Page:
This is my second attempt at making gazpacho in as many weeks. The first one had potential, but the recipe called for the tomato mixture to be pureed, then strained. After straining the soup, it was so thin it resembled a juice more than a soup. Without the vegetable puree to add texture, the flavor seemed lacking as well. I was disappointed to say the least, but when I had a friend over for dinner this past weekend, I decided to try my hand at this chilled soup one more time, to accompany a side of Asparagus and Red Corn Salad.

Monday, August 27, 2012

Asparagus and Red Corn Salad

My friend Dave came over for dinner on Saturday. I didn't want to use the oven at all, so I decided to make a couple of cold sides to accompany a main dish that could be cooked on the stove top.

Saturday, August 25, 2012

Pad Thai Sauce with Marinated Pork, Grilled Vegetables and Rice Noodles

Please excuse the terrible lighting. By the time I finished cooking it was dark outside :(
I love Pad Thai. LOVE IT. But I've never been able to match the flavor of homemade Pad Thai with restaurant Pad Thai. According to the ninety bajillion recipes I've looked at online, this is because I don't have any tamarind paste.

Tamarind paste helps authentic Pad Thai achieve the sour/sweet taste that makes it so addictive, but even though I live a reasonable distance from Thai Town in LA (the largest concentration of Thai people anywhere in the world outside of Thailand!) I can't find tamarind paste anywhere in Santa Monica. Someday I will force Nate to go to Thai Town with me so I can raid some of the grocery stores there.

I love grilled vegetables...
In the mean time, I found a recipe for Pad Thai sauce without tamarind that claims, "The original pad Thai didn't contain tamarind at all (the makings of pad Thai being brought to Thailand via the Chinese)."


The sauce is sour, sweet, and salty, and though it doesn't taste exactly like the take-out Pad Thai I'm used to, it was delicious!

I served the sauce with rice noodles, grilled pork chops marinated in soy sauce, honey, and garlic, and grilled peppers, eggplant, and green onions. The garnish of lime wedges, peanuts, and cilantro helped liven up the appearance AND flavor of the dish. I heartily recommend this recipe, and it has Nate's seal of approval too.

Pad Thai Sauce
1/3 C Chicken Broth
3T Rice Vinegar
Juice of 1 lime
3-4 T Brown Sugar
2T Fish Sauce
1T Soy Sauce
1/8 tsp Pepper
1 tsp chili-garlic sauce

Whisk all ingredients together. Bring to a boil and cook until slightly reduced; add cooked noodles and let simmer in the sauce for a couple of minutes to soak up the flavors; add vegetables. Serve on a plate garnished with lime wedges, crushed peanuts, and cilantro.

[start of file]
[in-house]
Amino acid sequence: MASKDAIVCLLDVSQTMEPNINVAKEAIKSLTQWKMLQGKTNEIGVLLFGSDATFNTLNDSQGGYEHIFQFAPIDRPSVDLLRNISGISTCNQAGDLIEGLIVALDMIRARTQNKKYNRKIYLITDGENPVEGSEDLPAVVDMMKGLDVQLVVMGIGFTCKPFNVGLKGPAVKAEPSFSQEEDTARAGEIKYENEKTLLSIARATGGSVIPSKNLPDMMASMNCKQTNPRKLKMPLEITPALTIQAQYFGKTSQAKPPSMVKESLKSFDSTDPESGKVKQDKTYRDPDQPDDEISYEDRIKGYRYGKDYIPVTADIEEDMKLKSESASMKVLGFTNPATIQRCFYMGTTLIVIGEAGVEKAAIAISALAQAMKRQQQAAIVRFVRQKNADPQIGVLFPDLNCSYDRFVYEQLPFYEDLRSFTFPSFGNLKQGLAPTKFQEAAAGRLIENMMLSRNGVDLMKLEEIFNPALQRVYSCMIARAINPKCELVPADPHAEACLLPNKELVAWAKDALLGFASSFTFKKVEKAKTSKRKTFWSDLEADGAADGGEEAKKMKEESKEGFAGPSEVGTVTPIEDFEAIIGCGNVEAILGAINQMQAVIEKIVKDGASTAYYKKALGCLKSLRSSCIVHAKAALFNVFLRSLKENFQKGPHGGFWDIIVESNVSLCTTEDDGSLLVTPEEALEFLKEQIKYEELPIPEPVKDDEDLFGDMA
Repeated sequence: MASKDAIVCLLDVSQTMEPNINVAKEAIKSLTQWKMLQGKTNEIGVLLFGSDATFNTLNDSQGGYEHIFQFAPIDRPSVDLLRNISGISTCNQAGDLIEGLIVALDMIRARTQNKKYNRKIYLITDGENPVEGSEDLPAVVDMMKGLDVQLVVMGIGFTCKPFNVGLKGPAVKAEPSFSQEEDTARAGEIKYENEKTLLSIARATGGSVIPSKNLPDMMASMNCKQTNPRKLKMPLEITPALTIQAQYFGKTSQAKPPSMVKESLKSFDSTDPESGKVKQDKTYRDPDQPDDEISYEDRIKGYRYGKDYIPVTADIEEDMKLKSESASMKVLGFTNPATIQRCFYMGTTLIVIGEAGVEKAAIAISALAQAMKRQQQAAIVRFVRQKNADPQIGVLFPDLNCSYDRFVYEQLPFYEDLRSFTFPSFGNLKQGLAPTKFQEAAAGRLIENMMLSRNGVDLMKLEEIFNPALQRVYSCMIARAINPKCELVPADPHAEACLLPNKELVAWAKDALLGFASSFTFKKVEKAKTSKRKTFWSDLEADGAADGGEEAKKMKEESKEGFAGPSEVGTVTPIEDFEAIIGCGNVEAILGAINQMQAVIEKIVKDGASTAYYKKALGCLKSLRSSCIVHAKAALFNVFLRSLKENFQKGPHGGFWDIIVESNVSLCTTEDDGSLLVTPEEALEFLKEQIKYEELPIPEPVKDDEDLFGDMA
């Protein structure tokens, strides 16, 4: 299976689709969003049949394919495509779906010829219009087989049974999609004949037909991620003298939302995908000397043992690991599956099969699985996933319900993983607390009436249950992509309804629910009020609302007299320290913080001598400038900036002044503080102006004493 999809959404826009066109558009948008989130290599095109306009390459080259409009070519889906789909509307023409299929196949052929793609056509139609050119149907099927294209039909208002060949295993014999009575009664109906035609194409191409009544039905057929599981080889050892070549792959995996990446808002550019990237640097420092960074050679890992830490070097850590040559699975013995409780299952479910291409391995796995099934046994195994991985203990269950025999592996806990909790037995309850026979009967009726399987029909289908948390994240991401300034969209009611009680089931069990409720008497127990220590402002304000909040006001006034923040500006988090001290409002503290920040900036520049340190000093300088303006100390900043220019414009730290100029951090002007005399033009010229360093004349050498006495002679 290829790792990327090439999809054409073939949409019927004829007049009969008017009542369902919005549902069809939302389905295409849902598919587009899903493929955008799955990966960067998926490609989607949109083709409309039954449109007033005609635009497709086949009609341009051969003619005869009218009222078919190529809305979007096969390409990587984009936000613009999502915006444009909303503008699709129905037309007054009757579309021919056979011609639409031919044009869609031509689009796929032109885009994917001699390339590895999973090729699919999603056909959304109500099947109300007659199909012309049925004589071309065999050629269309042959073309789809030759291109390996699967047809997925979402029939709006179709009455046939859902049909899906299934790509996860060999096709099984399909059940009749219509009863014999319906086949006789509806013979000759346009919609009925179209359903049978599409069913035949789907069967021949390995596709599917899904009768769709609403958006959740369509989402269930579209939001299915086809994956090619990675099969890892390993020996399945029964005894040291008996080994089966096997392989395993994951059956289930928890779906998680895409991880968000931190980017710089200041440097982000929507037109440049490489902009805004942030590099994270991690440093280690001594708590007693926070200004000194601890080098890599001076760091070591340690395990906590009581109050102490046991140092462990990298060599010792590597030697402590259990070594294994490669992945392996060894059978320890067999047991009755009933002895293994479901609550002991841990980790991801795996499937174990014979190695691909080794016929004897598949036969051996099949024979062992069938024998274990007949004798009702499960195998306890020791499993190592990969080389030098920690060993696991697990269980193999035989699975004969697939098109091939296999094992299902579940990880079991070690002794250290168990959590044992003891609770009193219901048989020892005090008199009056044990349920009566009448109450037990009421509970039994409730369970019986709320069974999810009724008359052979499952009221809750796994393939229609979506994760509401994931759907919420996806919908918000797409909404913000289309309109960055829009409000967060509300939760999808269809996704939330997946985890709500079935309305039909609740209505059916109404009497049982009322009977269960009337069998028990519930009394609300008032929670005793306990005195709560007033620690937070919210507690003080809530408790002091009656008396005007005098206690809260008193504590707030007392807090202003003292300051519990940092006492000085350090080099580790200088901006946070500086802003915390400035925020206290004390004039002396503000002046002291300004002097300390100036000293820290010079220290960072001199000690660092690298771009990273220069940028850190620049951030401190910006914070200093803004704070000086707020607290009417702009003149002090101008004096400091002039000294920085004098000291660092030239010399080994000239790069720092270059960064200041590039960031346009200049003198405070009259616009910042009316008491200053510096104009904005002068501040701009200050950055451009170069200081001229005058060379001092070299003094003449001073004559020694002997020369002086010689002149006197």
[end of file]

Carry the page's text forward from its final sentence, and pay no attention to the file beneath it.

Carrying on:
Delicious grilled eggplant, peppers, and green onions. I want to marry my grill pan (DON'T TELL NATE)

Tuesday, August 21, 2012

Hungarian Pepper, Paprika Chicken, Orzo and Romaine Salad

Sometimes it's just too hot to turn on the oven. In my probably-fire-code-violating apartment that doesn't have a vent over the stove, it's too hot to turn on the oven, or use the stove top for more than 20 minutes, for most of the summer.

I end up making a lot of salads for dinner, but they can get boring after a while. So, when I got back from my vacation and saw that Nate had gotten a bag of brightly colored, sweet Hungarian peppers from the Farmer's Market, I was excited. After some extensive web searching I found a recipe that seemed promising. I had to turn on my grill pan and boil some orzo, but other than that there was no cooking involved. I even skipped the side of toasted baguette that the original recipe includes, because even the toaster oven is too much to handle when it's hot out ( 

The result was a tangy, filling, and interesting salad that satisfied my hunger pangs, taste buds, and imagination. What more could a girl ask for?

Hungarian Pepper, Paprika Chicken, Orzo and Romaine Salad

Chicken tenders are rubbed with garlic, paprika, salt, and pepper, then grilled. When the chicken tenders are done, take them off the grill pan and add the peppers, cooking until they are crisp-tender and have some grill marks. Squeeze half a lemon over the chicken and peppers and set them in the fridge to chill.

The orzo is cooked with sauteed onions and chicken broth until tender. Drain and drizzle with some white wine vinegar. Let chill, then toss with a head of chopped Romaine lettuce. I added about 1 T olive oil and the juice from 1 half of a lemon to the lemon/orzo mixture. 

Make a bed of the lettuce/orzo mixture, then layer the chicken, peppers, and a sliced tomato on top.